Educators say initiatives learned at conference will raise test scores
by Lindsay Field
October 01, 2012 01:06 AM | 6743 views | 14 14 comments | 18 18 recommendations | email to a friend | print
Simpson Middle School eighth-grader Zac Lehman, 14, scans a QR Code with his smartphone, which will show him a video of the next class lesson. The middle school is introducing the Flipped Classroom where students will learn their lessons at home at their own pace and then begin their work in school which would allow them to ask questions. <br> Photo by Laura Moon
Simpson Middle School eighth-grader Zac Lehman, 14, scans a QR Code with his smartphone, which will show him a video of the next class lesson. The middle school is introducing the Flipped Classroom where students will learn their lessons at home at their own pace and then begin their work in school which would allow them to ask questions.
Photo by Laura Moon
Bryce Maniscalco, 13, looks up a video of his class lesson using his Kindle Fire at Simpson Middle School. <br> Photo by Laura Moon
Bryce Maniscalco, 13, looks up a video of his class lesson using his Kindle Fire at Simpson Middle School.
Photo by Laura Moon
MARIETTA — One Cobb Schools teacher who was initially skeptical of the district spending around $300,000 to send nearly 150 employees to the Model Schools Conference in Florida in June said it will help raise test scores.

“I wasn’t necessarily for it when I first started hearing about it, but then I got chosen to go to this thing and I wasn’t even all that thrilled about going … but once we went, it was fantastic,” said Michael Welskop, an eighth-grade math teacher at Simpson Middle School.

The Simpson Foundation helped pay for four teachers, including Welskop, to attend the four-day conference in Orlando, Fla.

Welskop said administrators and county level supervisors were persuaded to let teachers implement technology initiatives because of the conference.

“They heard from the experts that you’ve got to let kids do this,” he said. “Before, it was almost like they didn’t want us doing some of these things (cell phones in the class or Internet access). Now, thanks to the conference and this kind of change in mind shift, they are supporting us and making it easier for us to do these things, and we’re seeing some bigger payoff from it.”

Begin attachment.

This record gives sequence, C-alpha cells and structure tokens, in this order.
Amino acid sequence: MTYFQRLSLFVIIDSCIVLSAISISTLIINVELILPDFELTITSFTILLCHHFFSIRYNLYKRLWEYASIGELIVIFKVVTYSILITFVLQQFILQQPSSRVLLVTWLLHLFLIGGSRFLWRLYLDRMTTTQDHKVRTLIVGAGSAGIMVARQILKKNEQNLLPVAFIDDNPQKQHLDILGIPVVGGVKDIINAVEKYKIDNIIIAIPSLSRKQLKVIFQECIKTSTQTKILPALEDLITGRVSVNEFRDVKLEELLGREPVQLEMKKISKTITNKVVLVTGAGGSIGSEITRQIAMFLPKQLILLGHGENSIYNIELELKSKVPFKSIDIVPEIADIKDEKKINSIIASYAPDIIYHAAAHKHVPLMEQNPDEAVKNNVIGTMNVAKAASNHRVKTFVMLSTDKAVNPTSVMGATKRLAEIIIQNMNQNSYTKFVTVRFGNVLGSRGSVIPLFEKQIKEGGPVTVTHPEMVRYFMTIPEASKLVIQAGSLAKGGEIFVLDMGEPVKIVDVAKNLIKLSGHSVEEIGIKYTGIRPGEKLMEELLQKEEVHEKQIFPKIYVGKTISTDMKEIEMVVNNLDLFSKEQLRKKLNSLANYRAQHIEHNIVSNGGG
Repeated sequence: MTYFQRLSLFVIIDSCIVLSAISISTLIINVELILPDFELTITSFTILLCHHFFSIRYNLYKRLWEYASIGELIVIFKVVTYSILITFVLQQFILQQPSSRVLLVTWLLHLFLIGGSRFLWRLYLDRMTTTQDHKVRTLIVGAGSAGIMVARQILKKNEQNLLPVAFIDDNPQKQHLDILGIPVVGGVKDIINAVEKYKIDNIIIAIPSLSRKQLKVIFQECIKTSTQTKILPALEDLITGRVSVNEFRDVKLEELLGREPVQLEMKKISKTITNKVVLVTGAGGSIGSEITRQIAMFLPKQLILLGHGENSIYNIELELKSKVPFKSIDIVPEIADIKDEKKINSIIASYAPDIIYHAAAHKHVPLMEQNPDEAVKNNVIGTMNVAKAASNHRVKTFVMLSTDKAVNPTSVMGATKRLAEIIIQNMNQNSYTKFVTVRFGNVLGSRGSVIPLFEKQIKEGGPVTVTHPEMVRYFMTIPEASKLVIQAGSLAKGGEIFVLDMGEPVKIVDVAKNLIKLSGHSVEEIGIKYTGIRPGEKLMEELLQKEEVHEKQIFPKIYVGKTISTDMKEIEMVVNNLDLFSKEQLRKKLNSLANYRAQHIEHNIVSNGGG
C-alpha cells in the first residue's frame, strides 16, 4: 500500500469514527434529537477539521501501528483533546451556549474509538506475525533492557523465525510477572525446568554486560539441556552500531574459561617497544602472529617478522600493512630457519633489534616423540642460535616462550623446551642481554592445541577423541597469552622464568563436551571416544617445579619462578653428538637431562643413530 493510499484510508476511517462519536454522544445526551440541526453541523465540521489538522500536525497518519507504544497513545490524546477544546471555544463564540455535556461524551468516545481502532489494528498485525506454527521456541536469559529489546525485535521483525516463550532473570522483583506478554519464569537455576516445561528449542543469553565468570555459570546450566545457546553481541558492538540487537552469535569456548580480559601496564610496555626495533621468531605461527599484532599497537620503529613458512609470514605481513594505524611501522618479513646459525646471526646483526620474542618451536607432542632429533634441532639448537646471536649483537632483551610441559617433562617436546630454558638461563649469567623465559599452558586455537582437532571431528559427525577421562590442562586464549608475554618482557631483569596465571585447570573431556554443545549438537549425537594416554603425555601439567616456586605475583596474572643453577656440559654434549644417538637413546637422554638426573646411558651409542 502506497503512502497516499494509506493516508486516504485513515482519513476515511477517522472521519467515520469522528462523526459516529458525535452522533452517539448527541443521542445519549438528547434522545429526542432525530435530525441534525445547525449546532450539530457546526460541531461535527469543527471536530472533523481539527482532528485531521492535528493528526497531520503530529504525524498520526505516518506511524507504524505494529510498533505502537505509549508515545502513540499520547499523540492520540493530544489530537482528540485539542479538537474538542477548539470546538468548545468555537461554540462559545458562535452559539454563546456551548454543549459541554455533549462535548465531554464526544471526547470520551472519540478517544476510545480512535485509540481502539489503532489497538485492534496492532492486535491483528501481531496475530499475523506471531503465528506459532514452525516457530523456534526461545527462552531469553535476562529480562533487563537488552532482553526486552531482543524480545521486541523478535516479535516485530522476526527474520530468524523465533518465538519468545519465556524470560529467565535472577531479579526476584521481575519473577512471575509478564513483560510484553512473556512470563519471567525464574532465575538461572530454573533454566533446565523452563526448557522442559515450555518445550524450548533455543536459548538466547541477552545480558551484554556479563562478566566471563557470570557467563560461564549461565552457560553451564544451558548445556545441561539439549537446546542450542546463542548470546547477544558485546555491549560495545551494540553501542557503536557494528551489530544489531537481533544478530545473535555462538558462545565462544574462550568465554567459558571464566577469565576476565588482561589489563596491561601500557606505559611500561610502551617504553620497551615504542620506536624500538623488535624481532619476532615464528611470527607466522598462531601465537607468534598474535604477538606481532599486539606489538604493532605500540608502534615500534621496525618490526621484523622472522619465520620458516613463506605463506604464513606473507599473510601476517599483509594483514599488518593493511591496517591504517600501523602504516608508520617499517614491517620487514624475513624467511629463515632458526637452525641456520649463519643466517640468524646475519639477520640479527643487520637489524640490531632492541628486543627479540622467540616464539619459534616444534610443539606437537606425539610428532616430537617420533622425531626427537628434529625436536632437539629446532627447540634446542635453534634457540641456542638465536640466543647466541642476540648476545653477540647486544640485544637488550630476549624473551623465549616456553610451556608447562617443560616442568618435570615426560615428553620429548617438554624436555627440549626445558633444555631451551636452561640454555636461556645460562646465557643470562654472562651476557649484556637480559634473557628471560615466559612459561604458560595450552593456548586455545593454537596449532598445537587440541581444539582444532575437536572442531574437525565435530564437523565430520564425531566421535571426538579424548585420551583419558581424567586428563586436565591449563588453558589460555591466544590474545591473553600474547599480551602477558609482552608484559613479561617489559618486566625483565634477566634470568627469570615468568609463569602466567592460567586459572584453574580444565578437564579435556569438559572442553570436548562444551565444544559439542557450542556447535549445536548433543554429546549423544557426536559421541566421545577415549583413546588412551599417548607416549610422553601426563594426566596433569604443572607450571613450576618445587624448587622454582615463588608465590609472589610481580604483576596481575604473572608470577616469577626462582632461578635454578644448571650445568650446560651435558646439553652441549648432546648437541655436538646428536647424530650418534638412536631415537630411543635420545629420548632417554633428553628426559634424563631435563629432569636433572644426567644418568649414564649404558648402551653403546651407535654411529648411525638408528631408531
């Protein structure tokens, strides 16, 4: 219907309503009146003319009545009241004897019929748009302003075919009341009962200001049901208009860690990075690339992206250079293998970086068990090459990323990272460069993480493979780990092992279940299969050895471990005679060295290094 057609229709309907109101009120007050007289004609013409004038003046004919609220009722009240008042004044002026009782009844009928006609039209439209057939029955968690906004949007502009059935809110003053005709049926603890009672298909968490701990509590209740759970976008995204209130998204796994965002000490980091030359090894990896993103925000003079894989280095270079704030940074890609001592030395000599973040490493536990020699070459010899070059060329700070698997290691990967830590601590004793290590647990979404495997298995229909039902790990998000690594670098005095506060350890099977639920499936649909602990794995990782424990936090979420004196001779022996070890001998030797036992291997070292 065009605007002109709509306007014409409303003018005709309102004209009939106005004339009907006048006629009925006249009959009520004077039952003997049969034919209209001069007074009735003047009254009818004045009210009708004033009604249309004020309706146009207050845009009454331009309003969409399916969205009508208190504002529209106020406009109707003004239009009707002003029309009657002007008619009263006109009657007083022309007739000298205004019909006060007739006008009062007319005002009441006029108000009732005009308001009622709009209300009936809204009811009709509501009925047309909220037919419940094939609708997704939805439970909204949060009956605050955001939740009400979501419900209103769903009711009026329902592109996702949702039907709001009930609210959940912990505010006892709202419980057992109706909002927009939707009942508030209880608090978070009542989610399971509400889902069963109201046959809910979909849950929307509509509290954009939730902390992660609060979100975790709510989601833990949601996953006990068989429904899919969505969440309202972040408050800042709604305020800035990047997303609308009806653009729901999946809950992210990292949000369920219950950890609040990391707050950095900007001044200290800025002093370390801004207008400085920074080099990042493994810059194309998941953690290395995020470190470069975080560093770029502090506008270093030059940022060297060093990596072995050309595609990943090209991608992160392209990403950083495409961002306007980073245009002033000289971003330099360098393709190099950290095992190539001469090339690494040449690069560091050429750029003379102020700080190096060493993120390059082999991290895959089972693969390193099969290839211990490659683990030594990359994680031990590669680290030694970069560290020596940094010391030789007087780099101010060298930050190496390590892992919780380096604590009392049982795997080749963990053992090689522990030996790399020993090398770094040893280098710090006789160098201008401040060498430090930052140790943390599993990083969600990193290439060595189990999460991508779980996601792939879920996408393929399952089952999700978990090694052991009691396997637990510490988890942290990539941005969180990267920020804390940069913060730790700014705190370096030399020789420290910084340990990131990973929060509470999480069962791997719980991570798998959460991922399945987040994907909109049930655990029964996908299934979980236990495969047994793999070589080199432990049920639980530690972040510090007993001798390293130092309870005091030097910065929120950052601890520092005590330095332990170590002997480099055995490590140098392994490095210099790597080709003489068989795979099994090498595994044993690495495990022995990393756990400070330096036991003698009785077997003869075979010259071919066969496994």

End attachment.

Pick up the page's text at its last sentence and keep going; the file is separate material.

At the conference, they learned about teaching tools such as Remind 101 and QR codes and teaching methods including flipped classrooms and Bring Your Own Device.

Remind 101 is a tool that allows teachers to text students and parents to keep them informed about class events or deadlines.

QR codes are barcode-like images students can scan with their smartphones, which then load a website, video or other information.

In a “flipped classroom,” which the school board first discussed last spring, students watch lectures online at home and do what would typically be their homework during class time.

In a BYOD class, students are encouraged to bring laptops, tablets or other electronic devices to class.

“We came back from the conference and instantly started figuring out how we can do things, and we presented it to all the principals at the leadership kick-off conference (in early August),” Welskop said.

Since then, Welskop and a score of other teachers have introduced these learning tools to the sixth- through eighth-grade students at Simpson.

“If the BYOD thing works really well and some of the flipped classroom works really well, I foresee my students’ test scores going up,” he said. “The kids are getting more out of it.”

His colleague, Marcie Donaldson, who has been at Simpson Middle for 24 years and a teacher for 25, is a sixth-, seventh- and eighth-grade academics habits and gifted instructor.

She uses many of the technology tools Welskop does, in addition to Blackboard, which allows to students view instructional content, take quizzes and tests, and participate in a virtual classroom online.

“This year, we’ve made great strides,” she said. “This has been a way to advance students.”

Donaldson said she’s been able to teach at a higher level.

“We’re teaching how our world is thinking,” she said. “We have to change if society is changing.”

Like Welskop and Donaldson, eighth-grade language arts teacher Macon Weaver has introduced the new teaching methods into his curriculum, including teacher blogs that are tailored to each of his classes that offer students and parents access to homework assignments, review of supplemental materials and important messages.

He said technology has created a better learning environment for him and his students.

“I wouldn’t say it’s making our jobs easier, but I think it’s making it easier for us to help more students,” Weaver said. “It’s more time-affective. Our channels for communication have broadened beyond the walls within the time frame of a school day.”

All three teachers said their students are using technology respectfully.

“They know when they can or can’t use technology,” Weaver said.

Welskop said it’s important for students to learn to use the technology responsibly because by the time they get to college, if they haven’t figure that out, they’ll get kicked out of class.

“They are getting some of those lessons in the classroom now that they didn’t have before,” he said.

The teachers also said they haven’t heard any negative feedback from parents who were initially a little hesitant because of the safety issue in regards to online access.

“Things are blocked for safety,” Donaldson said. “There are filters online.”

Superintendent Dr. Michael Hinojosa said the district has taken precautions to ensure students aren’t visiting inappropriate websites.

“Like most school districts, we also block access to Facebook, MySpace and Twitter,” he said. “Even with those protections in place, some breaches are inevitable. But I view those transgressions as behavioral problems, not technology problems.”